The Radiopharmaceutical Chemistry of Alpha-Emitting Radionuclides

  • D. Scott WilburEmail author


α-Emitting radionuclides have radiobiological properties that make them particularly attractive for the therapy of a number of difficult-to-treat diseases—such as cancers that are blood-borne or disseminated throughout the body—as well as residual cancer remaining after surgery. While there are many α-emitting radionuclides in nature, only ten have been identified as potentially useful for medical applications. And unfortunately, most of the members of this useful subset are difficult to obtain or are very expensive to produce. Despite these limitations, however, the enticing prospect of using these radionuclides to address medically unmet needs has prompted efforts to attach them to disease-targeting vectors and test their therapeutic efficacy in animal models of disease. Both metallic and non-metallic α-emitting radionuclides have been explored for targeted therapy, and as such, a variety of approaches to incorporating these radionuclides into targeting vectors have been developed, including direct covalent modification and the use of bifunctional chelators. While a fair number of bifunctional chelators have been developed, only a handful—e.g. CHX-A″-DTPA, DOTA, and HOPO—can be used for both α-emitters and radionuclides with imaging properties. In contrast, one of the α-emitting radionuclides that is not readily chelated, 211At, can be attached to disease-targeting agents through efficient electrophilic aromatic substitution reactions using trialkylstannyl intermediates or direct labeling on aromatic boron cage moieties. Radiopharmaceuticals containing α-emitting radionuclides are undergoing preclinical investigations for treatment of a number of cancers as well as the treatment of drug-resistant bacterial and viral infections. Furthermore, an α-emitting radiopharmaceutical—223RaCl2 (Xofigo™; Bayer HealthCare Pharmaceuticals, Inc., Whippany NJ, USA)—is an FDA-approved product, and several other radiopharmaceuticals containing α-emitting radionuclides have progressed to clinical trials.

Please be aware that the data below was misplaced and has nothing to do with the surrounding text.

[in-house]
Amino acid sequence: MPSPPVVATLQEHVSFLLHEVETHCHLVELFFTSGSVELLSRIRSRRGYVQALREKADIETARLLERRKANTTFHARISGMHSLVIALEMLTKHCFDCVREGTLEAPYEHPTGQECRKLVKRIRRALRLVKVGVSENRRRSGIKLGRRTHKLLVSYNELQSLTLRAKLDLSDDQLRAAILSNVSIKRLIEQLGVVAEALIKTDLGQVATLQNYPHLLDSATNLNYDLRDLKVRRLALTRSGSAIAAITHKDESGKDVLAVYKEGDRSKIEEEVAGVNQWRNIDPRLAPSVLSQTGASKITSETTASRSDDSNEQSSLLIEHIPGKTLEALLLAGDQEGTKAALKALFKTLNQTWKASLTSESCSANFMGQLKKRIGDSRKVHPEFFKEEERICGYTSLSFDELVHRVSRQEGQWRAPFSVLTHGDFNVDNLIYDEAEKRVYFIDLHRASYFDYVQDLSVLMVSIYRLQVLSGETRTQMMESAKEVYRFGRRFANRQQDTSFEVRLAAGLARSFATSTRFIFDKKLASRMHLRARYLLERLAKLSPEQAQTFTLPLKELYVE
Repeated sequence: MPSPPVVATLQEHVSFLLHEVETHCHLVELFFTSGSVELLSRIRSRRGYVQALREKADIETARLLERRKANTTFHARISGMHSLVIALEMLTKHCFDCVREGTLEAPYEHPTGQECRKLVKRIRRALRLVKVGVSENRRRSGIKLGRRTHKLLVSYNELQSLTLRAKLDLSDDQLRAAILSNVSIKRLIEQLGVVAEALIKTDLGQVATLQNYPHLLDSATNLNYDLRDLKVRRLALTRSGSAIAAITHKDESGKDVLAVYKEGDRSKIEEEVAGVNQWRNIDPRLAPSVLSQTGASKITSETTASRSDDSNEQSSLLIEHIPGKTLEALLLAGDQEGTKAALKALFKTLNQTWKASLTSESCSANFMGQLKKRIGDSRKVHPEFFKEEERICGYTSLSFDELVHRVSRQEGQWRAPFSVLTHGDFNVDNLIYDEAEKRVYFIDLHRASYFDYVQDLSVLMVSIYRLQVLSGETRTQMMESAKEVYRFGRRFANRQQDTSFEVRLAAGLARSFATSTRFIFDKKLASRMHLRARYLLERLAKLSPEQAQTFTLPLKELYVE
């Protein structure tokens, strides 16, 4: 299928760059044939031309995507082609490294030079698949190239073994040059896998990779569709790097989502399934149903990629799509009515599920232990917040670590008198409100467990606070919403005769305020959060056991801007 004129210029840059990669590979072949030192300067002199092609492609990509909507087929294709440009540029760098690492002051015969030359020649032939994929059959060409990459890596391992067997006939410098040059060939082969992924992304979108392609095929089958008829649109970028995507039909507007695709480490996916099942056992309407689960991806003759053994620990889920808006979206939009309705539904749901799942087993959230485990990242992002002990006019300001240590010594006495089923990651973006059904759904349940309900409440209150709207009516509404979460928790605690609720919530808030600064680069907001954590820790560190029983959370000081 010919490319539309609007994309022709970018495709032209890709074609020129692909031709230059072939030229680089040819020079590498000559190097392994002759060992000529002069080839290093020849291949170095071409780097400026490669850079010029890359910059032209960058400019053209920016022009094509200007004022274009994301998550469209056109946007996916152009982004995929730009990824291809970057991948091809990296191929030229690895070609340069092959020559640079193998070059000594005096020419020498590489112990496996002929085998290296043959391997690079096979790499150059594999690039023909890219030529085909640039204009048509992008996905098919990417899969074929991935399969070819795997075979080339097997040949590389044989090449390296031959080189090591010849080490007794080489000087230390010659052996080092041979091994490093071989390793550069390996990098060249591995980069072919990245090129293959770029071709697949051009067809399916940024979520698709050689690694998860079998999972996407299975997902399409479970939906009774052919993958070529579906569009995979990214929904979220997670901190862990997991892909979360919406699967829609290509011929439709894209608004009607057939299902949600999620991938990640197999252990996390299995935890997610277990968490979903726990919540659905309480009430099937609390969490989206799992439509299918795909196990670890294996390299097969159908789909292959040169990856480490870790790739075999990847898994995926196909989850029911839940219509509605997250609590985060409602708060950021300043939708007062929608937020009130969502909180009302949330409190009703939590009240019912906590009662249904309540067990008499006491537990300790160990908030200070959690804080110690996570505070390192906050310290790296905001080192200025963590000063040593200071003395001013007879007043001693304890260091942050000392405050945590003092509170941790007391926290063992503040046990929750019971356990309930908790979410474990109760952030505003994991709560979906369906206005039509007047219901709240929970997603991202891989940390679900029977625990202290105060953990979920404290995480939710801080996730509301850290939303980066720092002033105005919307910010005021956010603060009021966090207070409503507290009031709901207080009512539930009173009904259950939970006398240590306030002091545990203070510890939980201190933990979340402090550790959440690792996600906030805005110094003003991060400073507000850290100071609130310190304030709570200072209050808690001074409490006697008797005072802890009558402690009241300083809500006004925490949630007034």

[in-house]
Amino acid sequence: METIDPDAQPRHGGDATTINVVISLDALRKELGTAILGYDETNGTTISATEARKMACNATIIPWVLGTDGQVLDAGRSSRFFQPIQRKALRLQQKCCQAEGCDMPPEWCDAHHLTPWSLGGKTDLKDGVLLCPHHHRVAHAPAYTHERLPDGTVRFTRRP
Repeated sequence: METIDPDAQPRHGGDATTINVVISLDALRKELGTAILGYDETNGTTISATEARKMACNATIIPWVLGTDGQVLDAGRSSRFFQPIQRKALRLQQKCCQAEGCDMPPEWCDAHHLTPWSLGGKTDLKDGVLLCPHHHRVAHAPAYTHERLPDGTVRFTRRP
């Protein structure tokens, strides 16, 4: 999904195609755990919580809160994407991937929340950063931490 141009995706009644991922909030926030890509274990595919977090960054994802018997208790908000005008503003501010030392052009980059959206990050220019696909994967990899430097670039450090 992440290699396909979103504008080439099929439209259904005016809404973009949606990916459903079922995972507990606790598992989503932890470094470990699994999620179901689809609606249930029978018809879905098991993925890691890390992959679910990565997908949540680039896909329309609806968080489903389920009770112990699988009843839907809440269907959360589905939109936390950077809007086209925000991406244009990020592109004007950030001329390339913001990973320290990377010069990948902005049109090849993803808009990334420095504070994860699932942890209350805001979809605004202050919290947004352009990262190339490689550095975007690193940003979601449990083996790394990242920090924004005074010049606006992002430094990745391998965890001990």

α-Emitting radionuclides Targeted α therapy Theranostic radiopharmaceuticals Astatine-211 Actinium-225 Bismuth-212/213 Radium-223/224 Terbium-149 Thorium-226/227 


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© Springer Nature Switzerland AG 2019

Authors and Affiliations

  1. 1.Department of Radiation OncologyUniversity of WashingtonSeattleUSA

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